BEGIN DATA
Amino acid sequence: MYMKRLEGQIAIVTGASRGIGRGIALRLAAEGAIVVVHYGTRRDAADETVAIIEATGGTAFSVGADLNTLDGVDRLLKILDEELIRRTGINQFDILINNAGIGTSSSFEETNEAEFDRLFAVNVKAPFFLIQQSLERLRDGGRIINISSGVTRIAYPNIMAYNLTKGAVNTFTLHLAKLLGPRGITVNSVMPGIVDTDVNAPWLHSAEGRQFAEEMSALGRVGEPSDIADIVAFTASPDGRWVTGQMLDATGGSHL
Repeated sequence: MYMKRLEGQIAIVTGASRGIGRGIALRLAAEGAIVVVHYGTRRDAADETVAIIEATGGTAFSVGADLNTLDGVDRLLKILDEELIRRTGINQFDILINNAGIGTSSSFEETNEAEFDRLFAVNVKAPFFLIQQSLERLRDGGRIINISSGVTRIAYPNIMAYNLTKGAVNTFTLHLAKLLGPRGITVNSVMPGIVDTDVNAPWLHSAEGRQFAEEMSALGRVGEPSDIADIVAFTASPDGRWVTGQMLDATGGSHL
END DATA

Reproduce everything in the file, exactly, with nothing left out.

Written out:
Amino acid sequence: MYMKRLEGQIAIVTGASRGIGRGIALRLAAEGAIVVVHYGTRRDAADETVAIIEATGGTAFSVGADLNTLDGVDRLLKILDEELIRRTGINQFDILINNAGIGTSSSFEETNEAEFDRLFAVNVKAPFFLIQQSLERLRDGGRIINISSGVTRIAYPNIMAYNLTKGAVNTFTLHLAKLLGPRGITVNSVMPGIVDTDVNAPWLHSAEGRQFAEEMSALGRVGEPSDIADIVAFTASPDGRWVTGQMLDATGGSHL
Repeated sequence: MYMKRLEGQIAIVTGASRGIGRGIALRLAAEGAIVVVHYGTRRDAADETVAIIEATGGTAFSVGADLNTLDGVDRLLKILDEELIRRTGINQFDILINNAGIGTSSSFEETNEAEFDRLFAVNVKAPFFLIQQSLERLRDGGRIINISSGVTRIAYPNIMAYNLTKGAVNTFTLHLAKLLGPRGITVNSVMPGIVDTDVNAPWLHSAEGRQFAEEMSALGRVGEPSDIADIVAFTASPDGRWVTGQMLDATGGSHL